The advent of large format displays with superlative image quality could have killed the projector market – but it didn’t. The fact is that the projector market continues to grow, with Technavio forecasting a CAGR of 9.61% between now and 2021 .
Yes: LFDs now occupy many of the slots that would once have been filled by projectors – but, over the past few years, the projector market has reinvented itself and kept itself relevant. It’s done that in two ways. First, it has kept up with the continuing rise in resolution, such that UltraHD/4K projectors are widely available.
Second, and perhaps more importantly, it has addressed the significant cost of ownership disadvantage from which it once suffered with the introduction of solid state illumination (SSI). Now, instead of having to change an expensive lamp every few hundred hours, the light source will last 20,000 hours or more.
At ISE, expect to see even more projectors announced featuring 4K resolution and SSI.
Few in the AV industry are unfamiliar with the term “IT-ification”. At its heart is the growing prevalence of IP as the underlying technology for connecting everything to everything – including audiovisual systems. AVoIP – or networked AV – is driving convergence between the world of corporate networks and telecoms and what were once islands of AV technology.
But: what’s the attraction? In fact, there are many. IP can do anything that HDBaseT, for example, can do when it comes to moving very high definition video and audio around. IP-based networks deliver huge flexibility and simple scalability, responding to the need of many end users to make their installations as “future-proof” as possible. A common networking technology allows versatility, with the easy interconnection of a wide range of devices – think IoT. And: the proliferation of IP means that devices like switches are becoming more affordable on almost a weekly basis.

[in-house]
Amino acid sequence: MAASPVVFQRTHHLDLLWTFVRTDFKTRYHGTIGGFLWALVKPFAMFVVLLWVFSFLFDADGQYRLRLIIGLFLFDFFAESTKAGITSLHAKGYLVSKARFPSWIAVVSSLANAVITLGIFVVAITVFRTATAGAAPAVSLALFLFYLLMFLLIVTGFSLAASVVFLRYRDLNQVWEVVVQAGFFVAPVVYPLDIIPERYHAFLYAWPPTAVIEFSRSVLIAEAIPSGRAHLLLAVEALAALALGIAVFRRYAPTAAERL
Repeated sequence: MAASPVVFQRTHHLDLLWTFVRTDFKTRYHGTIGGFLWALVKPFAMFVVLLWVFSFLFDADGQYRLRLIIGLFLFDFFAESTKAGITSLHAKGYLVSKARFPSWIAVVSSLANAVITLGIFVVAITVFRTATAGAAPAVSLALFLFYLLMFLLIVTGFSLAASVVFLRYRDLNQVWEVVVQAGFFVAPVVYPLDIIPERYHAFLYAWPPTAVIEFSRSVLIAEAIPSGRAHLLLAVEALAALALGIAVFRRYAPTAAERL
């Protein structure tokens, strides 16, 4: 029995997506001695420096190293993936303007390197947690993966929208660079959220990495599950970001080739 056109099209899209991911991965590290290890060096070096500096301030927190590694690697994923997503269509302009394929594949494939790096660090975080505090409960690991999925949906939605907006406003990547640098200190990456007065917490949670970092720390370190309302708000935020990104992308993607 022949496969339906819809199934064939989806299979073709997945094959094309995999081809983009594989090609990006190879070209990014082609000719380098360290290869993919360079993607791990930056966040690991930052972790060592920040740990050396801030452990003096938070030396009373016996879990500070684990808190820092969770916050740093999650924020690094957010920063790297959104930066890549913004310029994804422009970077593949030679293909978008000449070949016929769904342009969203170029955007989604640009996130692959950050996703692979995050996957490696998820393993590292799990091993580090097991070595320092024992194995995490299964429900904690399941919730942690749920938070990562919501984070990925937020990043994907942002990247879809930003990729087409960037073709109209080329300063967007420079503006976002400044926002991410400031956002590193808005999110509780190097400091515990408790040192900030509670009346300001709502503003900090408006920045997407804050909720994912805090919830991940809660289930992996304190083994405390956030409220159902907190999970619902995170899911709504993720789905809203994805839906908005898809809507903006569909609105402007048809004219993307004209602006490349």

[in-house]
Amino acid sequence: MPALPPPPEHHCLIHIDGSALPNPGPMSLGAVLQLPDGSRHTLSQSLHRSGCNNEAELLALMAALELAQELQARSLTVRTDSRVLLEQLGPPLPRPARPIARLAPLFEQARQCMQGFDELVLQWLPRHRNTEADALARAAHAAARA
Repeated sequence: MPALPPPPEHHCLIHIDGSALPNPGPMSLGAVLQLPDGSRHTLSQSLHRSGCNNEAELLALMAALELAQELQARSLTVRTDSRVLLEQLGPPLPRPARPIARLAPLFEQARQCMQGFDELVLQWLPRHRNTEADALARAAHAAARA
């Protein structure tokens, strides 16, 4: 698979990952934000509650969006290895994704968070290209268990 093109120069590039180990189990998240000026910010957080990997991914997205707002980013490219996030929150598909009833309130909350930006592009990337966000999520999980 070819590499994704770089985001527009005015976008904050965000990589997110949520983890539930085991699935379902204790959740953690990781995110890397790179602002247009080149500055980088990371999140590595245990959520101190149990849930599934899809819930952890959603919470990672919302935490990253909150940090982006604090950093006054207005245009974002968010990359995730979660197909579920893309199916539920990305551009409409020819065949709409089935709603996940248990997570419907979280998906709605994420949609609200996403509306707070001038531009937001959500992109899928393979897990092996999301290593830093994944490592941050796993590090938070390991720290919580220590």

The really good news, though, is that the advent of IP will create a significantly greater market opportunity for AV. Expect to see evidence of that at ISE.
It has been said that, in an online world, everyone will be a broadcaster. That’s not just vloggers and YouTube channels – it is extending into the corporate world. As with most such developments, it’s started with major organisations – but the expectation is, it will gradually filter down to medium and small enterprises who will have the desire, the tools and the budget to create and distribute their own highly professional video content.
IPTV isn’t just about Netflix or Amazon: increasingly, it’s the preferred way for businesses to stream live and recorded internal or industry news relating to employees and visitors. On-demand content can also be distributed, as well as training materials, corporate briefings and live events, to multiple office locations. That will be enabled not only by IP networking, but also by the increasing availability of the affordable tools needed – professional grade cameras, edit suites, audio equipment and workflow solutions.
At IBC last year, there was much discussion of the convergence of broadcast with AV. At ISE, expect to hear plenty of discussion about the convergence between AV and broadcast.